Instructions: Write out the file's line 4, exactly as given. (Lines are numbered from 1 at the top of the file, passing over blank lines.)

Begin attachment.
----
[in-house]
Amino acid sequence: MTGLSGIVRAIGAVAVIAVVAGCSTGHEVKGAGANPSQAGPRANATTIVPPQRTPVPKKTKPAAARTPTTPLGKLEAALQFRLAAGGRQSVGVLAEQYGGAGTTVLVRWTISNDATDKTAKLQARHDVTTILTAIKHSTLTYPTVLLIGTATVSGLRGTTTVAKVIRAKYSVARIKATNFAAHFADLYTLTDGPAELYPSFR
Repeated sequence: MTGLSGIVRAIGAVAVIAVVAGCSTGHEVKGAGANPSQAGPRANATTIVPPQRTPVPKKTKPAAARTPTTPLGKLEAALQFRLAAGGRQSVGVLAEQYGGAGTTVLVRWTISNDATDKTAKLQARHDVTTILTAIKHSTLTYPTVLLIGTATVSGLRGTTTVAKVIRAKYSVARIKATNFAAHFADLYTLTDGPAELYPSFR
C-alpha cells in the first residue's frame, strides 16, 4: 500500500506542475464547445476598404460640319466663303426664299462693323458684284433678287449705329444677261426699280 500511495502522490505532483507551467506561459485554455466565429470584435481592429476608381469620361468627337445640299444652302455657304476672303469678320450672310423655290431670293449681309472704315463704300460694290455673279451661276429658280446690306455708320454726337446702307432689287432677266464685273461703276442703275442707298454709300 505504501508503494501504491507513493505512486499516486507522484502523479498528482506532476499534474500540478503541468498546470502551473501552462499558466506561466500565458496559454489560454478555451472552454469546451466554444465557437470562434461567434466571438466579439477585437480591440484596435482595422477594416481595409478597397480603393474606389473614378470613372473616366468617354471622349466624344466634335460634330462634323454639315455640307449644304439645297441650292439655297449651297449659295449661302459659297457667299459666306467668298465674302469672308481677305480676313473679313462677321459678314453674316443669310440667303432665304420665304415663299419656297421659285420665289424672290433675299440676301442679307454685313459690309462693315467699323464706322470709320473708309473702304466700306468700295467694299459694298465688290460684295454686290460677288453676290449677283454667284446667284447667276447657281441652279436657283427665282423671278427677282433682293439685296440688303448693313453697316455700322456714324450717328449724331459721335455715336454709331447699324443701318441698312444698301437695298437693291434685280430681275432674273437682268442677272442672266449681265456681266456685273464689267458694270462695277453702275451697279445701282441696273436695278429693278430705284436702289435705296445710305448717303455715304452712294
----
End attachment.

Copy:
C-alpha cells in the first residue's frame, strides 16, 4: 500500500506542475464547445476598404460640319466663303426664299462693323458684284433678287449705329444677261426699280 500511495502522490505532483507551467506561459485554455466565429470584435481592429476608381469620361468627337445640299444652302455657304476672303469678320450672310423655290431670293449681309472704315463704300460694290455673279451661276429658280446690306455708320454726337446702307432689287432677266464685273461703276442703275442707298454709300 505504501508503494501504491507513493505512486499516486507522484502523479498528482506532476499534474500540478503541468498546470502551473501552462499558466506561466500565458496559454489560454478555451472552454469546451466554444465557437470562434461567434466571438466579439477585437480591440484596435482595422477594416481595409478597397480603393474606389473614378470613372473616366468617354471622349466624344466634335460634330462634323454639315455640307449644304439645297441650292439655297449651297449659295449661302459659297457667299459666306467668298465674302469672308481677305480676313473679313462677321459678314453674316443669310440667303432665304420665304415663299419656297421659285420665289424672290433675299440676301442679307454685313459690309462693315467699323464706322470709320473708309473702304466700306468700295467694299459694298465688290460684295454686290460677288453676290449677283454667284446667284447667276447657281441652279436657283427665282423671278427677282433682293439685296440688303448693313453697316455700322456714324450717328449724331459721335455715336454709331447699324443701318441698312444698301437695298437693291434685280430681275432674273437682268442677272442672266449681265456681266456685273464689267458694270462695277453702275451697279445701282441696273436695278429693278430705284436702289435705296445710305448717303455715304452712294